Appeal from the Order of the Court of Common Pleas of Philadelphia County, Civil, at No. 1332 February Term, 1982.
Mitchell L. Paul, Philadelphia, for appellant.
Edward J. Hayes, Philadelphia, for appellees.
Montemuro, Hoffman and Cercone, JJ.
[ 354 Pa. Super. Page 516]
This is an appeal from an order dissolving a sheriff's sale of certain real property on the basis that no lien of judgment ever attached to the property against which the execution issued.
In December 1979, appellee Howard Davidson borrowed $20,000 from appellant bank, securing the loan with a 90 day demand note. In February, 1982, appellant entered judgment by confession on the note, and in August, 1983, initiated execution on the judgment, obtaining a writ of execution, and scheduling a sheriff's sale of real property.*fn1 However, the property had from its acquisition been titled in the name of Howard E. Davidson Associates, a general partnership. Not until April 1982, two (2) months after entry of judgment, was the property transferred to Davidson personally. In June 1982, the title passed again, this time to appellee McCurdy, who held title at the time execution was attempted, and on whose petition the sheriff's sale was stayed. The court found, inter alia, that the property was after-acquired, and that there was no valid lien against it since the judgment had not been revived or execution reissued once title had passed from the partnership. The stay was therefore entered, and this appeal followed.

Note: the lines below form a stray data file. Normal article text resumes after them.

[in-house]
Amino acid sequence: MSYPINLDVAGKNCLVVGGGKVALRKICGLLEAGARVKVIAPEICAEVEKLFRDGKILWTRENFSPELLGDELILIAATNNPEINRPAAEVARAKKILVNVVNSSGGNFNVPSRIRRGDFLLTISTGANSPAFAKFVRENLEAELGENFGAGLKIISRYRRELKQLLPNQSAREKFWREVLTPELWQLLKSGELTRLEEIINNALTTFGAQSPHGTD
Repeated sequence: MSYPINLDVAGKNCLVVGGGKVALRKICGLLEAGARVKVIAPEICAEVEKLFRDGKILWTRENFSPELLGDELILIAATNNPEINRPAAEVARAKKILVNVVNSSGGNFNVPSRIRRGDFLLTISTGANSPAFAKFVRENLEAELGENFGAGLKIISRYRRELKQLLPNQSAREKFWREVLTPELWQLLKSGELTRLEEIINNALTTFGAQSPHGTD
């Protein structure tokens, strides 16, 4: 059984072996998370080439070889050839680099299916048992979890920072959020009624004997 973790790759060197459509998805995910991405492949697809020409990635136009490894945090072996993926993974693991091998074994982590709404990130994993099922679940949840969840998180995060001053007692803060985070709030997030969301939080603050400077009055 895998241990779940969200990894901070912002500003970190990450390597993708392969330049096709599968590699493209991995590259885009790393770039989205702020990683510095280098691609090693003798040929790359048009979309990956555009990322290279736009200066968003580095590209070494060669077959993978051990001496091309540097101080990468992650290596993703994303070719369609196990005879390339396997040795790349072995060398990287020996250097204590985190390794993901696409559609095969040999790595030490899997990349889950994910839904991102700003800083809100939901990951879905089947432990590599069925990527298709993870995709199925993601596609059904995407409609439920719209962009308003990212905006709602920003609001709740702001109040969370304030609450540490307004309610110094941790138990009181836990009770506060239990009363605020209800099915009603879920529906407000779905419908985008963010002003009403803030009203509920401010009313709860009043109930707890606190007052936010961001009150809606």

Appellant has presented us with four issues, the first two challenging the legitimacy of the partnership, and the last two questioning whether the court correctly assigned to
[ 354 Pa. Super. Page 517]
appellee McCurdy the status of a good faith purchaser for value.
The partnership issues are couched in terms of whether the court properly applied the legal standard*fn2 for determining the existence of a partnership, and then whether the evidence to be measured by the statutory test was sufficient. Appellant's thesis, around which these issues are constructed, is that the partnership was a fabrication designed to protect Davidson's property from creditors. The obvious corollary is that given the fictitious nature of the association, the property in fact belonged to Davidson alone when judgment was entered, and was therefore subject to attachment, obviating the necessity for any rejuvenative measures.
As is pointed out by both sides,
It is entrenched in the law of the Commonwealth that the existence of a partnership depends upon the intentions of the parties as to ...